Europa. Credit: NASA
What would it be like to experience the 4th dimension?
Physicists have understood at least theoretically, that there may be higher dimensions, besides our normal three. The first clue came in 1905 when Einstein developed his theory of special relativity. Of course, by dimensions we’re talking about length, width, and height. Generally speaking, when we talk about a fourth dimension, it’s considered space-time. But here, physicists mean a spatial dimension beyond the normal three, not a parallel universe, as such dimensions are mistaken for in popular sci-fi shows.
If machines develop consciousness, or if we manage to give it to them, the human-robot dynamic will forever be different.
- Does AI—and, more specifically, conscious AI—deserve moral rights? In this thought exploration, evolutionary biologist Richard Dawkins, ethics and tech professor Joanna Bryson, philosopher and cognitive scientist Susan Schneider, physicist Max Tegmark, philosopher Peter Singer, and bioethicist Glenn Cohen all weigh in on the question of AI rights.
- Given the grave tragedy of slavery throughout human history, philosophers and technologists must answer this question ahead of technological development to avoid humanity creating a slave class of conscious beings.
- One potential safeguard against that? Regulation. Once we define the context in which AI requires rights, the simplest solution may be to not build that thing.
Duke University researchers might have solved a half-century old problem.
- Duke University researchers created a hydrogel that appears to be as strong and flexible as human cartilage.
- The blend of three polymers provides enough flexibility and durability to mimic the knee.
- The next step is to test this hydrogel in sheep; human use can take at least three years.
Duke researchers have developed the first gel-based synthetic cartilage with the strength of the real thing. A quarter-sized disc of the material can withstand the weight of a 100-pound kettlebell without tearing or losing its shape.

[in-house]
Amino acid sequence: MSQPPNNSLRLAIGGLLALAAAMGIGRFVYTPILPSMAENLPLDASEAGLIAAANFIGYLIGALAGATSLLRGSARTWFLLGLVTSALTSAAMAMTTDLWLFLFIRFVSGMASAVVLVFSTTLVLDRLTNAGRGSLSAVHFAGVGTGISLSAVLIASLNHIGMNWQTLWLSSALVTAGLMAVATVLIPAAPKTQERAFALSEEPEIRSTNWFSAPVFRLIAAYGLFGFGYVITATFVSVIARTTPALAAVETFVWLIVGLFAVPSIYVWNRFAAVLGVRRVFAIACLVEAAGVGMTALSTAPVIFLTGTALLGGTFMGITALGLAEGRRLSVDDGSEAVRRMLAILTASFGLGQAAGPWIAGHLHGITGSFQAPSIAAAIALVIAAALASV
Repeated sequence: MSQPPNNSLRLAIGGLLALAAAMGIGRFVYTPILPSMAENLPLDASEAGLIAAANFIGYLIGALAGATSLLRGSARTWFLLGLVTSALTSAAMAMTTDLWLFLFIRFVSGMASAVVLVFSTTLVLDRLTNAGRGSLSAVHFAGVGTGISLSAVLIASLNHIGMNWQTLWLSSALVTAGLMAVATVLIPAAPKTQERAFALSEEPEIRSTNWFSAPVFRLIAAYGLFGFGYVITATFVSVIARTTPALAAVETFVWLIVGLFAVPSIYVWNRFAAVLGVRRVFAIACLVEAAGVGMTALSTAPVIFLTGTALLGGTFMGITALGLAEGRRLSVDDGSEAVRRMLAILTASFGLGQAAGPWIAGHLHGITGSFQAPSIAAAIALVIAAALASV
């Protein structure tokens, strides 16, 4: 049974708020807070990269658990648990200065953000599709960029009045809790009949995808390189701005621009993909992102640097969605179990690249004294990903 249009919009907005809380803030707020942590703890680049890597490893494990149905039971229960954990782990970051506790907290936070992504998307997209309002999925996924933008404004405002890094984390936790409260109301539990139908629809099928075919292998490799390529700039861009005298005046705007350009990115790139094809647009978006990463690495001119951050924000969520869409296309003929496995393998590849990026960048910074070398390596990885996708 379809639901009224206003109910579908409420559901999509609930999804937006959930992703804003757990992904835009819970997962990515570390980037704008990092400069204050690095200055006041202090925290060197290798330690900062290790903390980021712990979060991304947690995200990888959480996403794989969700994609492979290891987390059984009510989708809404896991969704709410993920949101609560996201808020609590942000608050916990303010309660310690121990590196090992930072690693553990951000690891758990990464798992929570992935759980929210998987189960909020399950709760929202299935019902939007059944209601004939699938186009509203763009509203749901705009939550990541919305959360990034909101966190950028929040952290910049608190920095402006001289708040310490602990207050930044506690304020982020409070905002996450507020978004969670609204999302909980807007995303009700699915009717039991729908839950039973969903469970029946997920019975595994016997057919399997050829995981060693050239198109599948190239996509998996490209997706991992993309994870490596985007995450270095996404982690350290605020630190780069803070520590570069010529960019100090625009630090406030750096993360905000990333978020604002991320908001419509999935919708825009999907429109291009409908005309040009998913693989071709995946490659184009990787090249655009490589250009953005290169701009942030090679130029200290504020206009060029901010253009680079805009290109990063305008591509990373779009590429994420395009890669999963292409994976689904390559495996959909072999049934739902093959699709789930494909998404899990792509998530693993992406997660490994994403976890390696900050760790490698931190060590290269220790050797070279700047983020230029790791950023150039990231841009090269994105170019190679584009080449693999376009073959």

Photo: Feichen Yang.<p>That's the word from a team in the Department of Chemistry and Department of Mechanical Engineering and Materials Science at Duke University. Their <a href="https://onlinelibrary.wiley.com/doi/abs/10.1002/adfm.202003451" target="_blank">new paper</a>, published in the journal,<em> Advanced Functional Materials</em>, details this exciting evolution of this frustrating joint.<br></p><p>Researchers have sought materials strong and versatile enough to repair a knee since at least the seventies. This new hydrogel, comprised of three polymers, might be it. When two of the polymers are stretched, a third keeps the entire structure intact. When pulled 100,000 times, the cartilage held up as well as materials used in bone implants. The team also rubbed the hydrogel against natural cartilage a million times and found it to be as wear-resistant as the real thing. </p><p>The hydrogel has the appearance of Jell-O and is comprised of 60 percent water. Co-author, Feichen Yang, <a href="https://today.duke.edu/2020/06/lab-first-cartilage-mimicking-gel-strong-enough-knees" target="_blank">says</a> this network of polymers is particularly durable: "Only this combination of all three components is both flexible and stiff and therefore strong." </p><p> As with any new material, a lot of testing must be conducted. They don't foresee this hydrogel being implanted into human bodies for at least three years. The next step is to test it out in sheep. </p><p>Still, this is an exciting step forward in the rehabilitation of one of our trickiest joints. Given the potential reward, the wait is worth it. </p><p><span></span>--</p><p><em>Stay in touch with Derek on <a href="http://www.twitter.com/derekberes" target="_blank">Twitter</a>, <a href="https://www.facebook.com/DerekBeresdotcom" target="_blank">Facebook</a> and <a href="https://derekberes.substack.com/" target="_blank">Substack</a>. His next book is</em> "<em>Hero's Dose: The Case For Psychedelics in Ritual and Therapy."</em></p>
An algorithm may allow doctors to assess PTSD candidates for early intervention after traumatic ER visits.